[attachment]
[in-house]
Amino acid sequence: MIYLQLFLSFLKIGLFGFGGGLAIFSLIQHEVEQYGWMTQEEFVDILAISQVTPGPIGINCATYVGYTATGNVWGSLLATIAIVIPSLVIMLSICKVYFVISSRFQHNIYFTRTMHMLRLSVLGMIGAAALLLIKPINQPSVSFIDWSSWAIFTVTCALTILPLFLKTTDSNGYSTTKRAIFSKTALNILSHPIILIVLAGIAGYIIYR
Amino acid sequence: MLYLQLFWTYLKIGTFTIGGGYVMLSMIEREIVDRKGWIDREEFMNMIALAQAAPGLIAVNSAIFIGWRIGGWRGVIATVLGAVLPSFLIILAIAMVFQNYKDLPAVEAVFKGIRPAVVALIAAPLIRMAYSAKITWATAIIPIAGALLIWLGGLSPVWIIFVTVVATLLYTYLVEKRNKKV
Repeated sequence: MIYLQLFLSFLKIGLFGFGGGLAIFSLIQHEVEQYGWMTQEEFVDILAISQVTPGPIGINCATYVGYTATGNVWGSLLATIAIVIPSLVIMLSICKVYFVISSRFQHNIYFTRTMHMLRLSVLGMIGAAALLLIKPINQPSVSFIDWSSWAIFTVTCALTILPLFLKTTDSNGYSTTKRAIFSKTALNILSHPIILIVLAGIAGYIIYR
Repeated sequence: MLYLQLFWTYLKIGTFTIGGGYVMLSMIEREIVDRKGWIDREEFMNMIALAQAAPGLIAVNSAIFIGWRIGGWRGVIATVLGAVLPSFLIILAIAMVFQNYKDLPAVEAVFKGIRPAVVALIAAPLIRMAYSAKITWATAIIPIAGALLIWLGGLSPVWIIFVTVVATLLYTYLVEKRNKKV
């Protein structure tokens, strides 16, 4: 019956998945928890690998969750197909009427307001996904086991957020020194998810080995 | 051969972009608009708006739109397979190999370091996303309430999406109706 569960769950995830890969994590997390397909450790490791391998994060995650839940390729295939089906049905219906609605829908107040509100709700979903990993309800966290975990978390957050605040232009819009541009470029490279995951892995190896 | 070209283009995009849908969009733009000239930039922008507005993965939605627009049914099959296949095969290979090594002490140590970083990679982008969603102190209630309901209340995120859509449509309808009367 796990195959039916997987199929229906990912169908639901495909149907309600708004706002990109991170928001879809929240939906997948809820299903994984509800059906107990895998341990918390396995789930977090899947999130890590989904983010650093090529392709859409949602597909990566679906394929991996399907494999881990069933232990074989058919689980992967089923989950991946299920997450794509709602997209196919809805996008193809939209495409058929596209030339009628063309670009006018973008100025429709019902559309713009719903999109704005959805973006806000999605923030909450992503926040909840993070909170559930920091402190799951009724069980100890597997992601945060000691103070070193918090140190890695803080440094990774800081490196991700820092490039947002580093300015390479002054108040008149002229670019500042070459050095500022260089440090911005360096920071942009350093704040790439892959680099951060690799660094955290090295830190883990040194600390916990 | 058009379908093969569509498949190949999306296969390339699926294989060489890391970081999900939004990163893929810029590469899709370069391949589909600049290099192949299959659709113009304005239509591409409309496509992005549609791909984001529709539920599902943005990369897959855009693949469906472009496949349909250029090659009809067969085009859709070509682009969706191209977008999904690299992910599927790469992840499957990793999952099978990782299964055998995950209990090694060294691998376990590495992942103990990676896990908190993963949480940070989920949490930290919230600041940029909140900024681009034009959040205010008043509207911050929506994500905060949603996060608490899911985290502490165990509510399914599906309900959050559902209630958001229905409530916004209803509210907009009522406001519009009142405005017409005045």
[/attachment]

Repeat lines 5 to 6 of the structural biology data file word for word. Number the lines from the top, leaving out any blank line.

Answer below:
Repeated sequence: MLYLQLFWTYLKIGTFTIGGGYVMLSMIEREIVDRKGWIDREEFMNMIALAQAAPGLIAVNSAIFIGWRIGGWRGVIATVLGAVLPSFLIILAIAMVFQNYKDLPAVEAVFKGIRPAVVALIAAPLIRMAYSAKITWATAIIPIAGALLIWLGGLSPVWIIFVTVVATLLYTYLVEKRNKKV
């Protein structure tokens, strides 16, 4: 019956998945928890690998969750197909009427307001996904086991957020020194998810080995 | 051969972009608009708006739109397979190999370091996303309430999406109706 569960769950995830890969994590997390397909450790490791391998994060995650839940390729295939089906049905219906609605829908107040509100709700979903990993309800966290975990978390957050605040232009819009541009470029490279995951892995190896 | 070209283009995009849908969009733009000239930039922008507005993965939605627009049914099959296949095969290979090594002490140590970083990679982008969603102190209630309901209340995120859509449509309808009367 796990195959039916997987199929229906990912169908639901495909149907309600708004706002990109991170928001879809929240939906997948809820299903994984509800059906107990895998341990918390396995789930977090899947999130890590989904983010650093090529392709859409949602597909990566679906394929991996399907494999881990069933232990074989058919689980992967089923989950991946299920997450794509709602997209196919809805996008193809939209495409058929596209030339009628063309670009006018973008100025429709019902559309713009719903999109704005959805973006806000999605923030909450992503926040909840993070909170559930920091402190799951009724069980100890597997992601945060000691103070070193918090140190890695803080440094990774800081490196991700820092490039947002580093300015390479002054108040008149002229670019500042070459050095500022260089440090911005360096920071942009350093704040790439892959680099951060690799660094955290090295830190883990040194600390916990 | 058009379908093969569509498949190949999306296969390339699926294989060489890391970081999900939004990163893929810029590469899709370069391949589909600049290099192949299959659709113009304005239509591409409309496509992005549609791909984001529709539920599902943005990369897959855009693949469906472009496949349909250029090659009809067969085009859709070509682009969706191209977008999904690299992910599927790469992840499957990793999952099978990782299964055998995950209990090694060294691998376990590495992942103990990676896990908190993963949480940070989920949490930290919230600041940029909140900024681009034009959040205010008043509207911050929506994500905060949603996060608490899911985290502490165990509510399914599906309900959050559902209630958001229905409530916004209803509210907009009522406001519009009142405005017409005045």